January 13, 2008 10:01 AM PST
GM invests in 'trash to ethanol' start-up
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Nearly all ethanol today is made from corn or sugar cane. Ethanol advocates say that cellulosic ethanol, made from wood chips, grasses, agricultural residue, and other wastes, is more environmentally sound and doesn't compete with food sources. The Department of Energy is funding about 20 cellulosic ethanol trials, and the recently passed energy bill mandates that by 2022, 20 billion out of 36 billion gallons a year of biofuels come from non-corn feedstocks.
Rather than use specially designed enzymes for fermentation, Coskata uses naturally occurring micro-organisms it licensed from the University of Oklahoma to make ethanol.
GM's investment is part of a second round of funding, which was originally backed by venture firms Khosla Ventures, Advanced Technology Ventures, and GreatPoint Ventures.
Its process starts by putting carbon-based materials into a gasification chamber where heat and pressure turn feedstock into syngas, a combination of carbon monoxide, hydrogen, and carbon dioxide.
That gas combination is then scrubbed to remove particulates and then moved into a bio-fermentation vessel where micro-organisms metabolize the syngas and turn it into ethanol.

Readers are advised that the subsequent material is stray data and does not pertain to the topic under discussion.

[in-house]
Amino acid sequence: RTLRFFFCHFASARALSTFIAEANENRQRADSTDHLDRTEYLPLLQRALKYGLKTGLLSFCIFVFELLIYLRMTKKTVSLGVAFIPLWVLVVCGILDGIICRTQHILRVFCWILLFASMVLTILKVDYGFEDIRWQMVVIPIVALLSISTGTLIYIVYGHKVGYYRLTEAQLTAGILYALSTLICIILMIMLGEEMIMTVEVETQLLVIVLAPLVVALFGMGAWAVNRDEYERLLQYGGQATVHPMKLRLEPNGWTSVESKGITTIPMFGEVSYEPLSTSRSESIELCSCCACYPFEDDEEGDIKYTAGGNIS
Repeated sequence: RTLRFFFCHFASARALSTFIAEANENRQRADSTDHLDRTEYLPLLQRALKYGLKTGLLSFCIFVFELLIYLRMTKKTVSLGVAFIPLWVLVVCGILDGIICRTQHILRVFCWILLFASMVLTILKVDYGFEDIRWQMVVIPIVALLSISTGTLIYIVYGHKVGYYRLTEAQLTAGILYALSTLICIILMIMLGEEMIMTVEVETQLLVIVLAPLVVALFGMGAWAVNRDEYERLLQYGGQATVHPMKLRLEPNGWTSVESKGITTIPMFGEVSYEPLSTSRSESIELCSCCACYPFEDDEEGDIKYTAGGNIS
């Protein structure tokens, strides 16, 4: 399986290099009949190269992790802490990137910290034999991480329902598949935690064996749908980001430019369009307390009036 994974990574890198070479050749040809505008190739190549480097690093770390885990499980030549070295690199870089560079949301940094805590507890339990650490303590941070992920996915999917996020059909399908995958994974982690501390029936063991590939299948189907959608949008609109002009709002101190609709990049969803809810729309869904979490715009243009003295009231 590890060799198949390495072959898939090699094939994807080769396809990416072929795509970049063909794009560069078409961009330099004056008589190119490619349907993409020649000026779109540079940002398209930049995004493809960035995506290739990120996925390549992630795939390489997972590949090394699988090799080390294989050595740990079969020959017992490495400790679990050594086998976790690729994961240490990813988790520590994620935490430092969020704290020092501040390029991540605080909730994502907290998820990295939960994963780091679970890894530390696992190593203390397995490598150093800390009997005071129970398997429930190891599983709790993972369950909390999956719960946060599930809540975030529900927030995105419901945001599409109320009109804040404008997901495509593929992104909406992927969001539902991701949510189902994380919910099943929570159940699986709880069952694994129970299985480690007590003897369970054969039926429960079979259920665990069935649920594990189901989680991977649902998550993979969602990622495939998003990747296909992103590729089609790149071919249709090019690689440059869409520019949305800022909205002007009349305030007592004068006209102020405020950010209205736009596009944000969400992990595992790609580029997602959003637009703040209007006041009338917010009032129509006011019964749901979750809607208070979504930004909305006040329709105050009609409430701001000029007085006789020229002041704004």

Its process is flexible enough to work with a range of renewable sources, including grasses, wood chips, and even old tires. The company says its bioreactor uses plastic tubes, rather than dropping the entire mixture into a single tank, to maximize exposure to the microbes, a design which keeps overall costs down.
"Our calculations indicate that for virtually any carbon-containing feedstock handled in large bulk, we will be able to convert it without subsidies at under a dollar a gallon," said Coskata President and CEO Bill Roe, who added that current processes are about twice as expensive. "We believe that's what's going to drive consumer interest."
Coskata has a water-recovery step that allows it to use less than 1 gallon of water for each gallon of ethanol produced. That compares to 3 to 5 gallons of water per gallon of corn-based ethanol.
Roe said that Argonne National Laboratories measured the "energy balance" of its process and found that it can produce 7.7 times as much energy in the end product as it takes to make it. Its fuel produces 84 percent less carbon dioxide than gasoline, when measured from production to use.
Those numbers compare favorably to switchgrass, an experimental ethanol source. A recent multi-year study from the Proceedings of the National Academy of Sciences found that switchgrass contains five times the energy required to grow it and produces 94 percent less greenhouse gases.
Coskata, named after a nature preserve near Nantucket, Mass., is one of several racing to bring cellulosic ethanol to market cost-effectively.
"It really points to the potential for this family of technology to be large-scale and really environmentally beneficial," said the NRDC's Greene. "There's a much higher probability of success through this shot gun approach."
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